If I can tell that it is a hen of any species, I try and let it live. It kind of ticks me off that I let the hen live and it flies over to the city boyz in the next spread and they kill it with a 10 shot barrage.
I don't know about the city boy comment because I have seen more hen killing, poaching and other illegal activity by the so called locals than anyone from the city. I live in the country and have yet to see a BMW pull up to my place with a spot light looking to kill a deer at night and out of season. Most of the people who come down from the city are very careful about everything.
Hen killers are not geographically located in cities, they are just careless or greedy hunters.
If you shoot a hen in our group (of both city and country residents), you just signed up for a day of ridicule and harassment. It rarely happens, and in most cases it is because the fool missed the intended duck and caught the innocent bystander that was flying directly behind. I have been that fool before.
I try to leave the hens alone. For every Mallard hen I shoot-I put up another Mallard hen nest :thumbsup: Them early season ducks are real hard to tell apart-the Drakes have V feathers on their chest just like a hen does. Later on in late Oct then no sweat to tell the drakes for sure.
We try not to take hens, but it is legal to take two per person, so if we hit a couple I don't cry. I know, I know, I'll get some crap for saying that...but its just like taking a doe during deer season. I don't know how often I hear "gotta get the big buck, gotta get the trophy" A successful hunter shouldn't be based on how many "greenheads" he shoots or how big the "rack" is on his deer. I agree, we do need to shoot more drakes than hens since currently there are a lot more drakes than hens, but if all we ever do is shoot drakes than eventually they'll be more hens than drakes and that's not good either. For a healthy population its necessary to keep it as close to a 1 to 1 ratio as possible and besides, I'm in it for the, as the Nuge would say, "pure protein", not necessarily the trophy...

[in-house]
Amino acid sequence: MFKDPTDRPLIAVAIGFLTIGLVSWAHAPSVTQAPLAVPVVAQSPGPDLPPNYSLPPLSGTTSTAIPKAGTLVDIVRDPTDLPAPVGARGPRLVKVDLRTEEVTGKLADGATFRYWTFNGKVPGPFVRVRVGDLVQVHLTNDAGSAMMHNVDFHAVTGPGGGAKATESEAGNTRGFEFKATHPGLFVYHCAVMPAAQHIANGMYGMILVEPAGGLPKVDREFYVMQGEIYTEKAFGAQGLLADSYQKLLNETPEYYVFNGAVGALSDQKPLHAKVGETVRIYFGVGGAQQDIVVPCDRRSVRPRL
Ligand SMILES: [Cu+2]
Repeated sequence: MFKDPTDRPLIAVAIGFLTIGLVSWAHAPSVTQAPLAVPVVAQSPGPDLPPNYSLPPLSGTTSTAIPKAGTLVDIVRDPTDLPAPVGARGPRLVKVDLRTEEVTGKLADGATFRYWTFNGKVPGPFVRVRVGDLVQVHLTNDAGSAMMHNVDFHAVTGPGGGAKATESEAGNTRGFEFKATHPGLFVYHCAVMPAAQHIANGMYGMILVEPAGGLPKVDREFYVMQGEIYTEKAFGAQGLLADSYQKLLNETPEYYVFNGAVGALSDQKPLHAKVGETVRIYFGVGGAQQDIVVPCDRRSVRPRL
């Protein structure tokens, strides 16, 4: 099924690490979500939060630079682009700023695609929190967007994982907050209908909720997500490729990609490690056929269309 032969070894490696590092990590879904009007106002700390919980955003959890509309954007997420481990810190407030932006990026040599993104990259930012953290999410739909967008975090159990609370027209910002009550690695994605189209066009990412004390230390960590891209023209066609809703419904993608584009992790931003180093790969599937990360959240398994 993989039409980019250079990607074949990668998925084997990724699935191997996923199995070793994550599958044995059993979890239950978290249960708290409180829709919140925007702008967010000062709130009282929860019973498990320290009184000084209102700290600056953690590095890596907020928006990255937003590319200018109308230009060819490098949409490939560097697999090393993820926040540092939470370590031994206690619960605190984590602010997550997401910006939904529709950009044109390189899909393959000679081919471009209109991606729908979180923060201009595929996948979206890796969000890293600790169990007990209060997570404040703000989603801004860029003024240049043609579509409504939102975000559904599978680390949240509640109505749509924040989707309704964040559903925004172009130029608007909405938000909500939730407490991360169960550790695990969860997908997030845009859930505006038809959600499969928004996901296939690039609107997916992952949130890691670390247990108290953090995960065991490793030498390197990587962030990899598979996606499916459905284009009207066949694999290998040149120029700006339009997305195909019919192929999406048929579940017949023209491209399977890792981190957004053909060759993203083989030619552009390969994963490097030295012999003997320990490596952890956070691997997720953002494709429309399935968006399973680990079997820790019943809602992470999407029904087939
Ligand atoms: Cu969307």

The mortality rate of hens is much, much higher than drakes because the hen has all the responsibility for sitting on the nest and rearing the ducklings. That is the reason there are more drakes than hens. The hens pay with their lives to get the brood hatched.
With ducks, just like pheasants, one male bird will mate with as many females as possible. But only the females can bring a clutch of eggs to life. As you have no doubt seen in ND with pheasants, the roosters can be decimated, but as long as there are good numbers of hens and a few lucky roosters, the hatch numbers will be good.
For every hen than makes it to the breeding grounds, you will see multiples of that number flying south later that year. The reality of the situation is the drake population is not as important because one drake can play the part of many. Kind of like Wilt Chamberlain during his prime.
I always try to let the hens go. The only time hens get taken are by accident in early morning when you can't tell what they are. I think I need to try that deal about whoever shoots a hen has to buy breakfast. My buddy would be buyin every mornin'. :toofunny:
I believe we should "try" to leave hens, a lot of folks don't care or don't see the point. We all need to be responsible sportsmen & do what we can to preserve our great sport. There is a reason that you can legally take fewer hens than drake mallards in most places.
We try for all drakes here, but the widgeons are either all female or just too young to have color and you can't tell them apart. So with mallards, yes I can say that I truly avoid shooting hens, teal, widgeons and others, its almost impossible down here. Anyone who says they don't shoot them is flat out lying!
I was reading through this topic and I know it is old, but I just wanted to comment on it.
I think you're missing the point of not shooting hens. It's not to neccesarily to brag that I limited out on green heads, but a matter of conservation. All the hens are going to get bred to reproduce, no matter how many drakes there are. This goes the same as deer like you mentioned. Bucks in rut are constantly running through the woods in search of a doe that's in season; the result is all the does getting bred no matter the number of bucks. Another example is pheasants. You don't shoot hen pheasants. If you leave hens, the duck population is sure to grow.
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